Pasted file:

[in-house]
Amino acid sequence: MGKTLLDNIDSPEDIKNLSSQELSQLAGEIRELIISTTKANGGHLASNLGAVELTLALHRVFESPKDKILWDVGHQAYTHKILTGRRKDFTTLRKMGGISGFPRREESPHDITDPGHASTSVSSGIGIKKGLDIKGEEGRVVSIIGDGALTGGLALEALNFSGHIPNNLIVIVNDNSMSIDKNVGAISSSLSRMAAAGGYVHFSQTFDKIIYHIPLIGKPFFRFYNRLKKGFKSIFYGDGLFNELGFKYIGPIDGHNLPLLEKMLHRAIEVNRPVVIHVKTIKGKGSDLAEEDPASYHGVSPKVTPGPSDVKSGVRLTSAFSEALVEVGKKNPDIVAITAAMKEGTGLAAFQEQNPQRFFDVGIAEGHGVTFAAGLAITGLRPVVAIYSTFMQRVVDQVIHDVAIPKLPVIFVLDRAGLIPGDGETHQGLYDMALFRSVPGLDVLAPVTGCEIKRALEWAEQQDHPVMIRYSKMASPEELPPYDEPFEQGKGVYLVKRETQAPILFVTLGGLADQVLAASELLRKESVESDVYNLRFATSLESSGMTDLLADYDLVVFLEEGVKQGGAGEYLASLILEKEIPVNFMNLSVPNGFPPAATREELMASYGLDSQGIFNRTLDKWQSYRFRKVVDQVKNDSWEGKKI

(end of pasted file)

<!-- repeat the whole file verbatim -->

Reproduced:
[in-house]
Amino acid sequence: MGKTLLDNIDSPEDIKNLSSQELSQLAGEIRELIISTTKANGGHLASNLGAVELTLALHRVFESPKDKILWDVGHQAYTHKILTGRRKDFTTLRKMGGISGFPRREESPHDITDPGHASTSVSSGIGIKKGLDIKGEEGRVVSIIGDGALTGGLALEALNFSGHIPNNLIVIVNDNSMSIDKNVGAISSSLSRMAAAGGYVHFSQTFDKIIYHIPLIGKPFFRFYNRLKKGFKSIFYGDGLFNELGFKYIGPIDGHNLPLLEKMLHRAIEVNRPVVIHVKTIKGKGSDLAEEDPASYHGVSPKVTPGPSDVKSGVRLTSAFSEALVEVGKKNPDIVAITAAMKEGTGLAAFQEQNPQRFFDVGIAEGHGVTFAAGLAITGLRPVVAIYSTFMQRVVDQVIHDVAIPKLPVIFVLDRAGLIPGDGETHQGLYDMALFRSVPGLDVLAPVTGCEIKRALEWAEQQDHPVMIRYSKMASPEELPPYDEPFEQGKGVYLVKRETQAPILFVTLGGLADQVLAASELLRKESVESDVYNLRFATSLESSGMTDLLADYDLVVFLEEGVKQGGAGEYLASLILEKEIPVNFMNLSVPNGFPPAATREELMASYGLDSQGIFNRTLDKWQSYRFRKVVDQVKNDSWEGKKI